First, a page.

Investors FAQ

Security Token (“ST”) is a virtual asset, a financial instrument represented in tokenized form and being transacted and settled on the distributed ledger technology network. ST is emerging as an innovative way to facilitate capital raising and investment in businesses and projects.

True Global Private Placement

Initial offering of digitized securities, tokenized assets, or derivative tokens to investors are often referred to as Security Token Offering (STO), Tokenized Asset Offering (TAO), or Digitized Securities Offering (DSO). Tokenizing assets can create a new “token economy” through a frictionless transaction cycle from creation, from buying to selling of securities.

STO allows access to a broader base of investors globally with higher liquidity. Transactions through smart contracts reduce transaction costs and shorten settlement time. Pre-defined business rules in smart contracts and the immutable nature of blockchain provide additional transparency and improved corporate governance. The unique nature of tokens allows global settlement on digitized securities on the blockchain where underlying assets can be traded in a highly divisible way and 24/7 globally. This new way of fractional ownership, with a smaller investment size, and a cost effective model, could bring investment and secondary trading to a new frontier.

  • Invest in underlying real-world assets
  • Isolated risk structure backed by RWA
  • Lower barrier of entry with smaller investment ticket size
  • Transparency of performance of underlying assets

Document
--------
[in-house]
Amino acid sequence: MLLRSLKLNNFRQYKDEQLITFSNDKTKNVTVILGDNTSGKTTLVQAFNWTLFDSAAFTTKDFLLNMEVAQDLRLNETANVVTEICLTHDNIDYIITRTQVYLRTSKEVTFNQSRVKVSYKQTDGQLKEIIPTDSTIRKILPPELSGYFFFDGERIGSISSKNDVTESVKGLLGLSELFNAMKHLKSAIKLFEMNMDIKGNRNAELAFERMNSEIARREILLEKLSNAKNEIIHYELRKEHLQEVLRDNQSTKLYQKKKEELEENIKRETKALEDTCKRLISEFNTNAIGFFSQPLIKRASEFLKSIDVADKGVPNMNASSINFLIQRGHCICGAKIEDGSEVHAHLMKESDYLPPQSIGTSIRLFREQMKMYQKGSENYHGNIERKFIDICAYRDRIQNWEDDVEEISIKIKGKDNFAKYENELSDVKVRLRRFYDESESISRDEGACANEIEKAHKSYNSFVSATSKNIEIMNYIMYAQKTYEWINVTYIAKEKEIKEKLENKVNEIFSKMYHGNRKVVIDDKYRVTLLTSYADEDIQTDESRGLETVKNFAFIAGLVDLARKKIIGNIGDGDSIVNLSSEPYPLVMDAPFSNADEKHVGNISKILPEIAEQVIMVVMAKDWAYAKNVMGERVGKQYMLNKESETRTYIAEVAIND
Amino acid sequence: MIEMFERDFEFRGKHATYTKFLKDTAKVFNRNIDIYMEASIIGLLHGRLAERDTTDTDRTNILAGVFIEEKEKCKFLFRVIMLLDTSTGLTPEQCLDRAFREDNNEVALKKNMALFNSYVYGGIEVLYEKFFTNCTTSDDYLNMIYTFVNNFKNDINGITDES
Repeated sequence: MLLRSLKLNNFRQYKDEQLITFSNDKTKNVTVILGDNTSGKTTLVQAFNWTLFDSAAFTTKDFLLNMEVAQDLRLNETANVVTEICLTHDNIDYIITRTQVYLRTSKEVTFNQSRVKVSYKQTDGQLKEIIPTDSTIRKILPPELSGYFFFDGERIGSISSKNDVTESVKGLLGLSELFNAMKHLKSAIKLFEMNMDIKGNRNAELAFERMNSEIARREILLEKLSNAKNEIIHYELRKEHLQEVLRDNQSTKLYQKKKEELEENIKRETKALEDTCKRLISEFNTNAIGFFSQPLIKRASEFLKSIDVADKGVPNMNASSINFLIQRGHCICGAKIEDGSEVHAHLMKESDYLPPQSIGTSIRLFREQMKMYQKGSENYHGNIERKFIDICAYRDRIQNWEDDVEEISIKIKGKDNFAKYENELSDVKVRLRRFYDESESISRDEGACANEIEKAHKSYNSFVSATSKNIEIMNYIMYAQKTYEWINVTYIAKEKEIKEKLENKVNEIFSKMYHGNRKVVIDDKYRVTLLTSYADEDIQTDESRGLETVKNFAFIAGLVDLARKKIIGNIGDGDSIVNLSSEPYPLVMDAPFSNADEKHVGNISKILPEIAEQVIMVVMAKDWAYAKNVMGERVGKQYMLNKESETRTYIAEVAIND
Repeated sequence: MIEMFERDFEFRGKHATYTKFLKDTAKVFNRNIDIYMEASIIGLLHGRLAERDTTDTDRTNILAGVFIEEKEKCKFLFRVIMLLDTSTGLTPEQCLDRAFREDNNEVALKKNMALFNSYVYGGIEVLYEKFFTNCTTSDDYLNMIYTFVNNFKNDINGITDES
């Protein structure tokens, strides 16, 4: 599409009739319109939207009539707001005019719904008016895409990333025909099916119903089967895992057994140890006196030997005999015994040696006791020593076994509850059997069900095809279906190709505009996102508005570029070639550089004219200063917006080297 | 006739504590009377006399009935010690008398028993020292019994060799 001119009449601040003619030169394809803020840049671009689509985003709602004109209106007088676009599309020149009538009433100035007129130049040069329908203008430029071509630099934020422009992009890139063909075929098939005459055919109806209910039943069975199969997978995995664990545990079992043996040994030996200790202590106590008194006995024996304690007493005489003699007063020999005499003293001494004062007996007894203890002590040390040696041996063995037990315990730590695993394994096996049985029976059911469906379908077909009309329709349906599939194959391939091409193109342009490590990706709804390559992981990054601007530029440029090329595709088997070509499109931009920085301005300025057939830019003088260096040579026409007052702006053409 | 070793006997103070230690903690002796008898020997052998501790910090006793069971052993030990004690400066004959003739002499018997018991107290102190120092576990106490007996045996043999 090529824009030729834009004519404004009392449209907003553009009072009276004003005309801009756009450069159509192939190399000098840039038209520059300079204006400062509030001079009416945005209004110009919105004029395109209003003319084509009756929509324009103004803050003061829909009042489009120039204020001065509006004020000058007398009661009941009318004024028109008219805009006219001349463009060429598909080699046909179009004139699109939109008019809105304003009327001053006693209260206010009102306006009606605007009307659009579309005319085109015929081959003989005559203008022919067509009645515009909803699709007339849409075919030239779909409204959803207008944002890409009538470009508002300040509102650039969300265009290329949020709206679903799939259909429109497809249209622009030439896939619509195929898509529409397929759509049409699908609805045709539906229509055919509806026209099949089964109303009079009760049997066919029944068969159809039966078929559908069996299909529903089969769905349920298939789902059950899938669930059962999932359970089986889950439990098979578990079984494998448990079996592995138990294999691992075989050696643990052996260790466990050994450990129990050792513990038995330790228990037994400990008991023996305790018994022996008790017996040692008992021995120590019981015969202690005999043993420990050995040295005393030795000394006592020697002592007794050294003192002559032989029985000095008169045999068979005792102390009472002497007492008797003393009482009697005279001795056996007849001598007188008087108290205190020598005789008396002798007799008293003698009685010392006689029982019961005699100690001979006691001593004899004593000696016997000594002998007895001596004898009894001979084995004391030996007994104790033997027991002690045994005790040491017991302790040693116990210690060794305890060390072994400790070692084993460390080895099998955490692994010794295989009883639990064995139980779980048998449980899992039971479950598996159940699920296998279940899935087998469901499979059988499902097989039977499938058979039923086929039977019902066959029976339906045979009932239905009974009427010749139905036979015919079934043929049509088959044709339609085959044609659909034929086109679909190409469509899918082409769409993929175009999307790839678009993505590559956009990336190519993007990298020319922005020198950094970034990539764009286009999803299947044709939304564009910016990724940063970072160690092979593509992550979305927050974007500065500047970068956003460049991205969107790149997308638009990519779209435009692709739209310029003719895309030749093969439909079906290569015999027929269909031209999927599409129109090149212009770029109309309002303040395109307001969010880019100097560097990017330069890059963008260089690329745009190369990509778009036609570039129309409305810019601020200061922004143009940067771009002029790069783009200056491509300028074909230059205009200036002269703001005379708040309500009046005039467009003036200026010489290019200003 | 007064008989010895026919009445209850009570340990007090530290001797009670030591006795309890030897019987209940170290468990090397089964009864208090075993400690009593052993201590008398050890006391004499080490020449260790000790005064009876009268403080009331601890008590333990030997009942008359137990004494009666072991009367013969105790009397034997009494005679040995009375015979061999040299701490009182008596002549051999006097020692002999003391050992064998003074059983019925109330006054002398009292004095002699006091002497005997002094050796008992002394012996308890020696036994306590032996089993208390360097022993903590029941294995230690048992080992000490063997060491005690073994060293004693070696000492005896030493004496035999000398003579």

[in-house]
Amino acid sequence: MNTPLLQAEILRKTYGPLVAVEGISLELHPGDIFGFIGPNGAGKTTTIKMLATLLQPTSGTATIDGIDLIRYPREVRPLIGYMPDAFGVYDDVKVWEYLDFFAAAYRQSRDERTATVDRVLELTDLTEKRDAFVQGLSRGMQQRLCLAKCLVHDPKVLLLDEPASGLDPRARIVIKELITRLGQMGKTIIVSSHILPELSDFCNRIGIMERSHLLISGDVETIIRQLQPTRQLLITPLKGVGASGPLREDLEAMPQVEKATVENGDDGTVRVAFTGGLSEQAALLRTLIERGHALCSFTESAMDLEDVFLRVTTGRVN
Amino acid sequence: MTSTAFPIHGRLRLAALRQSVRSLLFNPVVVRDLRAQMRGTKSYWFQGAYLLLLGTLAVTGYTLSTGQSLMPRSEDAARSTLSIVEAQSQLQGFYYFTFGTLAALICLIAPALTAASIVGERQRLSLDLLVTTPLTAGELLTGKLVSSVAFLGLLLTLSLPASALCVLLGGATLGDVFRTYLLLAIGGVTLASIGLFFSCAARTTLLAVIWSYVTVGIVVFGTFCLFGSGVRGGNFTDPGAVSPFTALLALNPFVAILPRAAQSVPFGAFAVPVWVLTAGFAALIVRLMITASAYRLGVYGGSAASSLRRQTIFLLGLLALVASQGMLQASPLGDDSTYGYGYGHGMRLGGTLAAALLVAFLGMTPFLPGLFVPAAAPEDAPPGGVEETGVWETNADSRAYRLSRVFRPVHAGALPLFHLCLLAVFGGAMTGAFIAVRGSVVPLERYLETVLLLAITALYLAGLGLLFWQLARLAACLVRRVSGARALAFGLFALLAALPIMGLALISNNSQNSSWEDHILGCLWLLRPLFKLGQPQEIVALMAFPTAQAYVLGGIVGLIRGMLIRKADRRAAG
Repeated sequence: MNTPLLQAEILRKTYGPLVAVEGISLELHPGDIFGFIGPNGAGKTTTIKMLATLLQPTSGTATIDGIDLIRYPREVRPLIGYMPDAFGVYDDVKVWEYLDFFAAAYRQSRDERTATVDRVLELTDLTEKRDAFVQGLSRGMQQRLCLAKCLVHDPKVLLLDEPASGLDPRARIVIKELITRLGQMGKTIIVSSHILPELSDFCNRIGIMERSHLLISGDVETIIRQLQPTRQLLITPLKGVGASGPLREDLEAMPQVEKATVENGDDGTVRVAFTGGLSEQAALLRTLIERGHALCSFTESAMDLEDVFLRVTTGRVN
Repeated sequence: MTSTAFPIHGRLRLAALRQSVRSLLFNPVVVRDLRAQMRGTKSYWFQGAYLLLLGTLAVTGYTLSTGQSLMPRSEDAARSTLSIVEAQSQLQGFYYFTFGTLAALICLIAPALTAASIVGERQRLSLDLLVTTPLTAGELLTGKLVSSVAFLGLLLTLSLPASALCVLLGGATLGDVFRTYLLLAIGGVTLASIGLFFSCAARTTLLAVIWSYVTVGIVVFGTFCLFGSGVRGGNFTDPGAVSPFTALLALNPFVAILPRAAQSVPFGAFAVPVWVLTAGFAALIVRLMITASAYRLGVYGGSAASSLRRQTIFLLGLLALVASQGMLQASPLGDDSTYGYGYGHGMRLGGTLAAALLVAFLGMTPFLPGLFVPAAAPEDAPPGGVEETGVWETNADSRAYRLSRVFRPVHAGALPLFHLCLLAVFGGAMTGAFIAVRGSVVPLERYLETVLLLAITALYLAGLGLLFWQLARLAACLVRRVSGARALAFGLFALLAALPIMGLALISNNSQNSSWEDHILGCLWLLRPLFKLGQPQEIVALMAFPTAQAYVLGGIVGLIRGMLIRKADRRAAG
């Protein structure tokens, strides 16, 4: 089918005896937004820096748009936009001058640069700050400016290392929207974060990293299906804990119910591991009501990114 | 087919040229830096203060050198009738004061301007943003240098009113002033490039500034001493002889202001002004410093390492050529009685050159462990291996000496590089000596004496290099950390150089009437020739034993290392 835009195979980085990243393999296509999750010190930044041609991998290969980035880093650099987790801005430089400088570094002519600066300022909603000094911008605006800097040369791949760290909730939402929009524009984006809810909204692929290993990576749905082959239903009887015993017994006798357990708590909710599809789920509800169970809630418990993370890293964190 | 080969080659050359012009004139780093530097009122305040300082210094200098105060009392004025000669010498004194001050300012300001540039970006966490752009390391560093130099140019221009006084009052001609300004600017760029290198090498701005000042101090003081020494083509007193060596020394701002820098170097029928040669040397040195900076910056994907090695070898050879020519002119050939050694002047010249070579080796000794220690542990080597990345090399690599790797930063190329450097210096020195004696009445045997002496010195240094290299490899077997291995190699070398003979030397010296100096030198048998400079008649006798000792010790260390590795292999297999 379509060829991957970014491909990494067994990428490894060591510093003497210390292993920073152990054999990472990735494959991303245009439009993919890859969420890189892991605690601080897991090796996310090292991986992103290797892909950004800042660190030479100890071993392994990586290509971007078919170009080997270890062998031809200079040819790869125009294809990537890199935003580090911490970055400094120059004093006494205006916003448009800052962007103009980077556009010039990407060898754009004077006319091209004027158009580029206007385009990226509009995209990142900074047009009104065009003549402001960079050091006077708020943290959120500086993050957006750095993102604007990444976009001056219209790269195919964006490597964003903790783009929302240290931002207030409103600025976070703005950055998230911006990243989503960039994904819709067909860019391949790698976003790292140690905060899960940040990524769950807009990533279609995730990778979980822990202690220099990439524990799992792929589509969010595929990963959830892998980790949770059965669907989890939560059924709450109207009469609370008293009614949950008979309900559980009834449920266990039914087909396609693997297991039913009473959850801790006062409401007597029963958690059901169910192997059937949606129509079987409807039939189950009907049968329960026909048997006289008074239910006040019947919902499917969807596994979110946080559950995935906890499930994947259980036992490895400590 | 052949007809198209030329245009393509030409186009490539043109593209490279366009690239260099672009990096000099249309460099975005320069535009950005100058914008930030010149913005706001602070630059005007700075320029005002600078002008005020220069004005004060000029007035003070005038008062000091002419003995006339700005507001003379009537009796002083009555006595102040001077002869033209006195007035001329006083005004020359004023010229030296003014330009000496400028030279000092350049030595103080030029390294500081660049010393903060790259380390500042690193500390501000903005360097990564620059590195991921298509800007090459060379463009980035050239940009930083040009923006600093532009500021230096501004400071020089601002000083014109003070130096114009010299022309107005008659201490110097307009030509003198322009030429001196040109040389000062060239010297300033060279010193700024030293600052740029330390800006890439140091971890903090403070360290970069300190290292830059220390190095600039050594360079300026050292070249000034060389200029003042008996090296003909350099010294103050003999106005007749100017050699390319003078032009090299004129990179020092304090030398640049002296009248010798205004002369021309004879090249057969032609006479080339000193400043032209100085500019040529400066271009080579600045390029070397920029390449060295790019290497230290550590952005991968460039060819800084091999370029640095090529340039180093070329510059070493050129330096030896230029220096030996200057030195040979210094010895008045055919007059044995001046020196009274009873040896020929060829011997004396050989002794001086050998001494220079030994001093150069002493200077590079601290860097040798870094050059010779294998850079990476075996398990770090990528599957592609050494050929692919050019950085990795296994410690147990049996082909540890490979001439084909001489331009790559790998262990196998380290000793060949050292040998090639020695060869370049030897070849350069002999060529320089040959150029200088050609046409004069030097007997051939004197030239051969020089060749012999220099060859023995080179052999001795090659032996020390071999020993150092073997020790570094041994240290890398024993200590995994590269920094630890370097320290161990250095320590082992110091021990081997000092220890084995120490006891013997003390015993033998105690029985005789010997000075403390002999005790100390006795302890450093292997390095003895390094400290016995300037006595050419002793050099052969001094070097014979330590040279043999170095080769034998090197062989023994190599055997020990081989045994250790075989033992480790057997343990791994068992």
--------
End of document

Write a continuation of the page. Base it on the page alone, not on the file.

• Flexibility of payouts with auto-execution through smart contracts
  • Global 24/7 settlement on blockchain in multi-markets

Only the persons are qualified to be Professional Investors (“PI”) set out by Securities and Futures Ordinance (“SFO”) and Securities and Futures (Professional Investor) Rules. There are 3 principal categories of professional investors - Institutional Professional Investors, Corporate Professional Investors and Individual Professional Investors.

  1. Institutional Professional Investors
    1. any recognized exchange company, recognized clearing house, recognized exchange controller or recognized investor compensation company, or any person authorized to provide automated trading services under section 95(2) of the SFO;
    2. any SFC-licensed corporation or SFC-registered institution, or any other person carrying on the business of the provision of investment services and regulated under the law of any place outside Hong Kong;
    3. any authorized financial institution, or any bank which is not an authorized financial institution but is regulated under the law of any place outside Hong Kong;
    4. any insurer authorized under the Insurance Companies Ordinance, or any other person carrying on insurance business and regulated under the law of any place outside Hong Kong;
    5. any scheme which
      • is a collective investment scheme authorized under SFO; or
      • is similarly constituted under the law of any place outside Hong Kong and, if it is regulated under the law of such place, is permitted to be operated under the law of such place,
    6. any registered scheme as defined in the Mandatory Provident Fund Schemes Ordinance or any person who, in relation to any such registered scheme, is an approved trustee or service provider as defined in section 2(1) of that Ordinance or who is an investment manager of any such registered scheme or constituent fund;
    7. any registered scheme as defined in section 2(1) of the Occupational Retirement Schemes Ordinance (Cap 426); or is an offshore scheme as defined in section 2(1) of that Ordinance and, if it is regulated under the law of the place in which it is domiciled, is permitted to be operated under the law of such place, or any person who, in relation to any such scheme, is an administrator as defined in section 2(1) of that Ordinance;
    8. any government (other than a municipal government authority), any institution which performs the functions of a central bank, or any multilateral agency; or
  2. Corporate Professional Investors - Corporate Professional Investors are trust corporations, corporations or partnerships falling under sections 4, 6 or 7 of the Securities and Futures (Professional Investor) Rules (the PI Rules). These are: